In a beautiful autumn day, I was walking in the woods with a feeling of the autumn in my finger.

I was smelling the wet leaves, listening to the murmur of falling leaves. There was a riot of colours, a feast for my eyes, I became a compulsive voyeur! The whispering willows , the yellow, orange, red leaves beneath my feet. I was trying to sense HER (mother earth) breathing below my feet. I felt a sudden rush of emotion inside me, an urge to lie down naked , completely surrender into the void, embraces the Golden Womb (Hiranyagarbha) of infinite space, luminous and blissful! while the leaves covers me gently, make me a part of the whole, a feeling of as if ' I am the origin, I am the mother'. But the rational mind hindered me . I started thinking of wet hair, sore throat, asthma, bad back! Alas!

Biophilia describes the connections that human beings subconsciously seek with the rest of life. The deep affiliations humans have with other life forms and nature as a whole are rooted in our biology. What is natural we make it unnatural since the time Eve covered herself with the single fig leaf. For most of us, partly cultural, the body is a source of discomfort or shame. We’d much rather live in our heads. Yet the body has a wisdom of his own. If we listen to and learn from the body it has much to teach us.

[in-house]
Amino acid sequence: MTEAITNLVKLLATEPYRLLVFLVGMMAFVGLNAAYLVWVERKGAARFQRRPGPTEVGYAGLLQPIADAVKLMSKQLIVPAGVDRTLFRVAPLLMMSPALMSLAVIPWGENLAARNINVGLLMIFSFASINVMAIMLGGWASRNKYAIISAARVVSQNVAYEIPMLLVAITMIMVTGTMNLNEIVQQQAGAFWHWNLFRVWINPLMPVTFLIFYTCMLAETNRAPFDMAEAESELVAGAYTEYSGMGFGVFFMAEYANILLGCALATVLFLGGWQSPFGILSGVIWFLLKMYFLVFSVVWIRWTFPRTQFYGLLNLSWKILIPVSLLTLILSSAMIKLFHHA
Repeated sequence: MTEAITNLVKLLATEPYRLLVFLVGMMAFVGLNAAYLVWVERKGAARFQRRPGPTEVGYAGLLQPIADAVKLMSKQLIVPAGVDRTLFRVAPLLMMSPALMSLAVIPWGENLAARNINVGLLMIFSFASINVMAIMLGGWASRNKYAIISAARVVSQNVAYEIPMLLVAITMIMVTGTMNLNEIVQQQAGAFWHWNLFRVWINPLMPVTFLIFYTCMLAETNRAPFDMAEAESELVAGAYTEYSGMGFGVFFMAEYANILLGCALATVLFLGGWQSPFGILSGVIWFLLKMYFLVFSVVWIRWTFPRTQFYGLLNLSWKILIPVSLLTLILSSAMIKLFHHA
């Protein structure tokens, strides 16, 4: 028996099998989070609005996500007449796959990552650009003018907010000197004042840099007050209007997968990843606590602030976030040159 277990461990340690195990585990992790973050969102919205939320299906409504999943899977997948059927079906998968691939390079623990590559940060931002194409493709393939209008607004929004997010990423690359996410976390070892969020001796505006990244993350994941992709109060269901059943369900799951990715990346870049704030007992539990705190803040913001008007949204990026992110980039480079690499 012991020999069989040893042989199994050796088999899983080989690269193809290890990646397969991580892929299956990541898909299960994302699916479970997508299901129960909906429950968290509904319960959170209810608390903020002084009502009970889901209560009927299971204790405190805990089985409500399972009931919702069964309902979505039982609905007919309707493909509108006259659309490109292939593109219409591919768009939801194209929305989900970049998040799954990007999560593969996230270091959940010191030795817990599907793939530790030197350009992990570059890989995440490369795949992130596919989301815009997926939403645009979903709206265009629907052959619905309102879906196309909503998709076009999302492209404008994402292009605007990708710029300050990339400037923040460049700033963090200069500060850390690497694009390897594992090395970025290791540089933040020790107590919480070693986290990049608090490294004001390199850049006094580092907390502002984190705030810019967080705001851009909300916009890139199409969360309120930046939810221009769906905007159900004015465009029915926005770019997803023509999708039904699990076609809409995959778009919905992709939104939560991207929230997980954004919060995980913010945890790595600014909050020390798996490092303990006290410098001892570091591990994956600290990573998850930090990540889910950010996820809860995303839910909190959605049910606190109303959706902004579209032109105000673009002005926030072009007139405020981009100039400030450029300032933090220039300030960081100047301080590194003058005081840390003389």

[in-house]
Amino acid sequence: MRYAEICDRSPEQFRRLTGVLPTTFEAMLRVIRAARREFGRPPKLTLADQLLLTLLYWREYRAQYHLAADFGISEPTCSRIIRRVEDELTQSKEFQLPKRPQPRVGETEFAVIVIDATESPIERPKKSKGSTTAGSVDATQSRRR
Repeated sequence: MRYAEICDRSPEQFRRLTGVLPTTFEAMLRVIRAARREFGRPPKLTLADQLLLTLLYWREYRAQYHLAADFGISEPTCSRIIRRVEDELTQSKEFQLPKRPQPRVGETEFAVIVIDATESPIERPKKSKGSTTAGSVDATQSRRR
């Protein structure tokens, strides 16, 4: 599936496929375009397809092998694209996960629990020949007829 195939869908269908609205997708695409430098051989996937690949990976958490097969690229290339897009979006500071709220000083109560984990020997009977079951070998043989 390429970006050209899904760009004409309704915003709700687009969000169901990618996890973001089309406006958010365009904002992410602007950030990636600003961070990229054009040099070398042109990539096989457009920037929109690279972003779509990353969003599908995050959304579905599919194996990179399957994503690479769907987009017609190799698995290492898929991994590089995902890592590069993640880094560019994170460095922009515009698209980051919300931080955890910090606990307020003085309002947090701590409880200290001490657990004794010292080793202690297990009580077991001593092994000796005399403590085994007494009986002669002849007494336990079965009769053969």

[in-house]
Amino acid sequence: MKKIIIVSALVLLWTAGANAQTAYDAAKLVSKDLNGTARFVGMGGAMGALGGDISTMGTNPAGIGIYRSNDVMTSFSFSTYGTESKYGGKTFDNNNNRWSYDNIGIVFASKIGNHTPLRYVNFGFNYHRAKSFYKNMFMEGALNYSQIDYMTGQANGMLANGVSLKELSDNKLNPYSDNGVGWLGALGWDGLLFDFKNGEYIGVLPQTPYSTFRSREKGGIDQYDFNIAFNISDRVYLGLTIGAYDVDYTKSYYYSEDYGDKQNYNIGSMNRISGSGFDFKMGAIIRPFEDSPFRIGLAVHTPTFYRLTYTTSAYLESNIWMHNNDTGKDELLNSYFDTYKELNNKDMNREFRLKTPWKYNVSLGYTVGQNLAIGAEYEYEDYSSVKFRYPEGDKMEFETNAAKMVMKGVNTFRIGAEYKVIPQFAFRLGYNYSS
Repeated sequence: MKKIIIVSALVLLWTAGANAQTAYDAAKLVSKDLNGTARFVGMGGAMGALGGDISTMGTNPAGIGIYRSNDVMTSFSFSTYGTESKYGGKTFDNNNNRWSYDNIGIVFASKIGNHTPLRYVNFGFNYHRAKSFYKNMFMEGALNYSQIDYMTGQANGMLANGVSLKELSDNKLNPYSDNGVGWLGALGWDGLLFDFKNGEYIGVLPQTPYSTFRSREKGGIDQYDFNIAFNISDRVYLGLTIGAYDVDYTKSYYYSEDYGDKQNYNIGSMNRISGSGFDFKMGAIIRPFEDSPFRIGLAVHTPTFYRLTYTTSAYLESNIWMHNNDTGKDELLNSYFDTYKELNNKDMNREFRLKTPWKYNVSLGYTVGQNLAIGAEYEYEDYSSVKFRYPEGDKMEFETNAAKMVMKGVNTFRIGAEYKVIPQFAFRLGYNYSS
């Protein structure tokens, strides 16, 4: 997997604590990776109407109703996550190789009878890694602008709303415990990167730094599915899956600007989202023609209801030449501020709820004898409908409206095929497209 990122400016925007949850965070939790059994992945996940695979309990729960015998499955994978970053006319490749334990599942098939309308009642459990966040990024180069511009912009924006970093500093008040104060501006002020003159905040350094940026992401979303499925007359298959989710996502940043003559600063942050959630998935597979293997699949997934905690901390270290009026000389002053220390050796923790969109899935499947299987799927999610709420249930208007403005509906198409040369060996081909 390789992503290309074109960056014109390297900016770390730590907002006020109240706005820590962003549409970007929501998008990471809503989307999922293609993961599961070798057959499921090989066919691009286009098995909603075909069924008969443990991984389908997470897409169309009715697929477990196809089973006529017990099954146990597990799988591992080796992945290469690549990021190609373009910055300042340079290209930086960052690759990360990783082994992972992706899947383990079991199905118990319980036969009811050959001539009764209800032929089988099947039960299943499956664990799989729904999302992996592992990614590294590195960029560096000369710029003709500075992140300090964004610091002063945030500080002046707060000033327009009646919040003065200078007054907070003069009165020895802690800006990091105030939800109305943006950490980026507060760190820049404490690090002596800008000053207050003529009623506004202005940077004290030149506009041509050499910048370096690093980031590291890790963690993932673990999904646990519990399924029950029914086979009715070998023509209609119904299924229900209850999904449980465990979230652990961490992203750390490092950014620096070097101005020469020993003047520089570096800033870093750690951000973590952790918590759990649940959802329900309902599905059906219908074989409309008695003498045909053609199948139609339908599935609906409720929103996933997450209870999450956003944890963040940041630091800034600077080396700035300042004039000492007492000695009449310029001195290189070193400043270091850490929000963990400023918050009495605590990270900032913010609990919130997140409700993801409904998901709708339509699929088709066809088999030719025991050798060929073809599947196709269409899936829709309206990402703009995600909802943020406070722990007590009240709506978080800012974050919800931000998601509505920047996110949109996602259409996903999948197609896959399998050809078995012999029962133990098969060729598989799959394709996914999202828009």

Mind, Body, and the Soul

Embodied knowing is our first and most primitive way of experiencing the world, It is the root of all other ways of knowing including:cognitive, affective and spiritual knowing. It gives possibilities of inner freedom, to open and expand our heart. I know when I practice yoga, I am more centred, more connected. Sometimes when I am dancing or singing with my daughter, that transcendental moment I experience is deeply liberating (e.g. 5rythm dance meditation founded by Gabriel Roth, or Sufi dance.) In a world where changing the mind set or attitude are so difficult we need a language which reaches through. So, the vital question is ,does other ways of knowing make the world a better place, or is it quite useless? This is an unsolved riddle since ancient time. A similar question – has art truly had any impact upon society? can it change the mindset? Is it practicable in or relevant to society and its individuals’ daily lives? As an action researcher, we need to expand our knowledge from the cognitive intellectual paradigm.